At the St. Luke’s Hospital lobby, baritone Jerome Sibulo, a doctoral student in Vocal Performance at the Indiana University School of Music, with collaborating pianist Naomi Sison, treated the hospital’s medical and administrative staff and walk-in visitors to a treat, “A Classical Christmas.”
The brief concert was a welcome respite for everyone in the hospital, a glorious moment of listening. The rich baritone of Sibulo reverberated throughout the lobby, reminding all Christmas was just around the corner.
At the outset, the young singer established rapport with the audience in the opening two operatic arias, “Papagena, Papagena!” from Mozart’s “The Magic Flute,” and “Riez, Allez, Riez” from Massenets’s “Don Quichotte,” which he rendered with abandon.
In the next oratorio aria, Handel’s “The Tumpet Shall Sound,” sung complete with the opening recitative, the baritone awed the audience with his long Handelian phrasing and brilliant high notes, indicating a secure, dynamic technique.
A meditative mood prevailed with the singer’s rendition of Schubert’s “Ave Maria,” which greatly hushed the audience to intent listening.
The ensemble between him and pianist Sison was handsomely crafted. It underscored superb meeting of the minds, so to speak, that allowed a remarkable fusion of artistry.
Yuletide classic standards such as Adolphe Adams’ “Cantique de Noel” and Pietro Yon’s “Jesu Bambino,” were ardently listened to. The audience curiously listened to Gruber’s “Stille Nacht,” without being distracted by the contemporary, irreverent collaborative part played by the piano that totally opposed the traditional flow of the melody.
It was a moment of dialogic accommodation between two opposing voices of the singer and the piano collaborative part.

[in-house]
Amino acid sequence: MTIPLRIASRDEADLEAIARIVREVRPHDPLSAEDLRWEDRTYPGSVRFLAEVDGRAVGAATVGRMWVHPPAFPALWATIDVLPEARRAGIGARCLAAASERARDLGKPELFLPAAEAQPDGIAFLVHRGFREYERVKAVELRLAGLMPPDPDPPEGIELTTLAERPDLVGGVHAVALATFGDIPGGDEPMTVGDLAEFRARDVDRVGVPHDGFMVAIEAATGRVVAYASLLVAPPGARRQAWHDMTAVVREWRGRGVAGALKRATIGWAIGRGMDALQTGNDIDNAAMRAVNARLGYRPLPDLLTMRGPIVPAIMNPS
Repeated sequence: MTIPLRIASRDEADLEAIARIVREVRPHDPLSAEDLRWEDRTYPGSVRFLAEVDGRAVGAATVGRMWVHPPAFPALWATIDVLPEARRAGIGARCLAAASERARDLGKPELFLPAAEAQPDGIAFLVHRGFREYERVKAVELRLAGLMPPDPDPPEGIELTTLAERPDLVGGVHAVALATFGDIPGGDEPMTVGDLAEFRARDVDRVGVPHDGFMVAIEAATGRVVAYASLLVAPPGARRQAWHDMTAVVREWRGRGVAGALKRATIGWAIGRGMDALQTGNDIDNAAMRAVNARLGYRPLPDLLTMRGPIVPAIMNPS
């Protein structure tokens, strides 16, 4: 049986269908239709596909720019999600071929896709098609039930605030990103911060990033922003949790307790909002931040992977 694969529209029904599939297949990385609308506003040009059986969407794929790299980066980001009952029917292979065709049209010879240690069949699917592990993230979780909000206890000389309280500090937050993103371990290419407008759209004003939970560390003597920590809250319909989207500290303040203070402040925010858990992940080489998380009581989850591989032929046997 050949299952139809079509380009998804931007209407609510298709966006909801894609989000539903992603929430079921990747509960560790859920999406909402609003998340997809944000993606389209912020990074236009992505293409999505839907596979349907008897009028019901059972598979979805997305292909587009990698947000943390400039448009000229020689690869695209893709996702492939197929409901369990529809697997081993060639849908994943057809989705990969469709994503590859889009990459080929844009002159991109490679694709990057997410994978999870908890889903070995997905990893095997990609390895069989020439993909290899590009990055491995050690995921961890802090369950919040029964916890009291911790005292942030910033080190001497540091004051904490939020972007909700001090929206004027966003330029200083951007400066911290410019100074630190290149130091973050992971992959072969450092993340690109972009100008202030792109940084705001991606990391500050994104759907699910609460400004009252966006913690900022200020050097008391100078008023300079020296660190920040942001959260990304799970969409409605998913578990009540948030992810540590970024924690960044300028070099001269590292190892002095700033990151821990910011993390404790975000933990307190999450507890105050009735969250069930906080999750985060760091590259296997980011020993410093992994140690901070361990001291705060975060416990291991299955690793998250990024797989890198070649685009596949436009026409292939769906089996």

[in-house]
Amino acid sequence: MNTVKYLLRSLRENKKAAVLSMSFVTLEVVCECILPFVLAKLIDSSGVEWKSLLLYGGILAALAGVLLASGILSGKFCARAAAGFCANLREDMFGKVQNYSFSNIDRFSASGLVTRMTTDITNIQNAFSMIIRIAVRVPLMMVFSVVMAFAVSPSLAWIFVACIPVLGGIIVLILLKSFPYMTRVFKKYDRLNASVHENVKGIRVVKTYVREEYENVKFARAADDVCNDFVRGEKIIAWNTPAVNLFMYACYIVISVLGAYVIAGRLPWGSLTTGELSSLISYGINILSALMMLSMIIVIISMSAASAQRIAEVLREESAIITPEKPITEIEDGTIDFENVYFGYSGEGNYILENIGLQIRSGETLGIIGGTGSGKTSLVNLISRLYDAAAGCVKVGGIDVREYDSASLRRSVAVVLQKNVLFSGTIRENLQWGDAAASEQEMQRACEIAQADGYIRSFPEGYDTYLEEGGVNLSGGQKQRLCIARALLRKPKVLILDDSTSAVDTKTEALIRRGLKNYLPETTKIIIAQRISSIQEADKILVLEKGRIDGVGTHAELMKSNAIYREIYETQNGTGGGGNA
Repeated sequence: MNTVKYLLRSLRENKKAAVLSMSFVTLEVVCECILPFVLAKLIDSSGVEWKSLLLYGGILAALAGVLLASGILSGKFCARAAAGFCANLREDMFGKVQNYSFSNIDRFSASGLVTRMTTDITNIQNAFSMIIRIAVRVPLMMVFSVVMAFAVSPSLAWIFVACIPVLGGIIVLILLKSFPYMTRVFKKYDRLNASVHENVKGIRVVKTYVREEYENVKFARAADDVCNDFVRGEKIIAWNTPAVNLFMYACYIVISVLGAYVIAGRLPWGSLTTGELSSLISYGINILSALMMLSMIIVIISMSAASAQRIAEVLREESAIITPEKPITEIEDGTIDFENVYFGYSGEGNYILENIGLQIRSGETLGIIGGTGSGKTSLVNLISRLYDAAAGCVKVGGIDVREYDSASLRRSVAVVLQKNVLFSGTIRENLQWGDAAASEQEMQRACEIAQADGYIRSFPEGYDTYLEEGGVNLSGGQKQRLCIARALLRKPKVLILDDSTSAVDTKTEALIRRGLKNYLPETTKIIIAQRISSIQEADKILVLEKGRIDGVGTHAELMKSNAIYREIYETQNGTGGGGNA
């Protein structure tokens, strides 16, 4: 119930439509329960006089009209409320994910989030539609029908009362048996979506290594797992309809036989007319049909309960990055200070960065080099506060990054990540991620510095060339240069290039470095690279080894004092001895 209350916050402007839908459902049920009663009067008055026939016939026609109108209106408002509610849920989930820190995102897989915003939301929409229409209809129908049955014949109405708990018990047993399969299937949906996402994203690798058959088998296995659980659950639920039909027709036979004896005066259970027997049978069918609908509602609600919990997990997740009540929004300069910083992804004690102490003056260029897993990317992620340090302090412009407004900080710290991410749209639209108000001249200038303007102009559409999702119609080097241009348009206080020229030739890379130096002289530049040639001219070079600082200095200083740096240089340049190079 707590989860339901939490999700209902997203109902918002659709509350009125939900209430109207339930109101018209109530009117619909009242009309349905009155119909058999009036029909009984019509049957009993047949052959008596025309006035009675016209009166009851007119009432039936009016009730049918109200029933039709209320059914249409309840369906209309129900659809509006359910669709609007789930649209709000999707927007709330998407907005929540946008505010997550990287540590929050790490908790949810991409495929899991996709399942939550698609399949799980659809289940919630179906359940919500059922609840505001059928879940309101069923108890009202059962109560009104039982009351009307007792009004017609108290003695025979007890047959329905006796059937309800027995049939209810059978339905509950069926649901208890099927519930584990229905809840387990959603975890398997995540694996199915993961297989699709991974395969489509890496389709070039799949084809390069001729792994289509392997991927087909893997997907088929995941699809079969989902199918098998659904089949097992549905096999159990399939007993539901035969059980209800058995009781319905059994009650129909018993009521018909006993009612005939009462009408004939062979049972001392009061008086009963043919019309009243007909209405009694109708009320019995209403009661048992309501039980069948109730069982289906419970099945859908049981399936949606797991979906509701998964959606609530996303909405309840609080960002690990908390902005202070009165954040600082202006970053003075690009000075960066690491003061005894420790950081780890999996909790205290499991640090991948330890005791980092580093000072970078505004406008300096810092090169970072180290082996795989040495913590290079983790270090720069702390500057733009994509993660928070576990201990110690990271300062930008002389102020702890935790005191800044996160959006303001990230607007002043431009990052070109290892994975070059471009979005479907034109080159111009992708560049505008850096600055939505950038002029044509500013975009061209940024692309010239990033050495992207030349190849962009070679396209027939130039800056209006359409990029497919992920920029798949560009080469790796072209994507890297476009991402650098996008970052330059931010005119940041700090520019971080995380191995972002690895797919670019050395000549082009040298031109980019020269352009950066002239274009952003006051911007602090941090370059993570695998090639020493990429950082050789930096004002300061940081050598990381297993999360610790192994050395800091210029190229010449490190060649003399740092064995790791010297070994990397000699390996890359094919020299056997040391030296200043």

The song was sung in three strophes, German, English and Filipino, to the delight of the audience, which afforded Sibulo and Sison with a hearty applause at the end.
Much earlier, at St. Andrew’s Theological Seminary Chapel, another concert was held presented by the Asian Institute for Liturgy and Music (AILM) with the combined choirs of AILM and Arwin Tan’s Novo Concertante Choir, in a “Messiah Spectacular,” with guests soloists such as soprano Stefanie Quintin, baritone Rainier Pagkaliwagan, pianist Mary Ann Espina and organist Victor Victorino, guitarist Ferdinand Marquez; with Francisco F. Feliciano and Arwin Tan sharing the baton, and Rev. Tomas Maddela as narrator.
The program was opened with the incantation of “To the Unnamed Light,” a choral setting of Rabindranath Tagore’s text by composer Feliciano.
This made up the first part of the program that included spirituals, classical choral works, contemporary as well as romantic Philippine songs, and carols.
Sison was soloist for Lucio San Pedro’s arrangement of Felipe de Leon’s “Payapang Daigdig” that capped this portion.
The second part consisted of excerpts principally from the Christmas portion of Handel’s oratorio, “The Messiah.” Victor Victorino, on the organ, auspiciously opened the section, playing Bach’s Prelude in A Minor.
It was an absorbing moment listening to the monumental choruses such as “And the Glory of the Lord”; “And He Shall Purify”; “Glory to God”; and the famous “Hallelujah Chorus,” which the composite choirs tellingly rendered, all under the majesty of Feliciano’s conducting.
Soprano Quintin essayed two arias, “Rejoice Greatly, O Daughter of Zion,” and “I Know that My Redeemer Liveth.” Baritone Pagkaliwagan essayed “For Behold, Darkness Shall Cover the Earth.”
Community singing followed with the singing of familiar carols. This certainly was a welcome highlight of the concert, considering that these carols are starting to be less heard now as they were frequently listened to a generation ago. Their melodiousness, simplicity and apt lyrics make them festive songs fit for the celebration of Yuletide.
It certainly was a welcome treat to witness again Feliciano conduct. It was with ease that he conducted the chorus and led the soloists.
There was no mistaking the fact that he more than adequately knew choral music, as he had created voluminous compositions in the genre apart from symphonic and band music and opera, where he had shown equal adeptness.
It is hoped this concert signals Feliciano’s return to the concert stage as conductor.